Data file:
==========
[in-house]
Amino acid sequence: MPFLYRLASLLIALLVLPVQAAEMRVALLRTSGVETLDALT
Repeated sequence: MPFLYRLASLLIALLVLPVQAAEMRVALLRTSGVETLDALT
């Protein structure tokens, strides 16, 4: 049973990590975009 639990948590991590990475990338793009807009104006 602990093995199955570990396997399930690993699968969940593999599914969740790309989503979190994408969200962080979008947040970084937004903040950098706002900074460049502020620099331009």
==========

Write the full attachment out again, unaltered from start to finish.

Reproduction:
[in-house]
Amino acid sequence: MPFLYRLASLLIALLVLPVQAAEMRVALLRTSGVETLDALT
Repeated sequence: MPFLYRLASLLIALLVLPVQAAEMRVALLRTSGVETLDALT
């Protein structure tokens, strides 16, 4: 049973990590975009 639990948590991590990475990338793009807009104006 602990093995199955570990396997399930690993699968969940593999599914969740790309989503979190994408969200962080979008947040970084937004903040950098706002900074460049502020620099331009």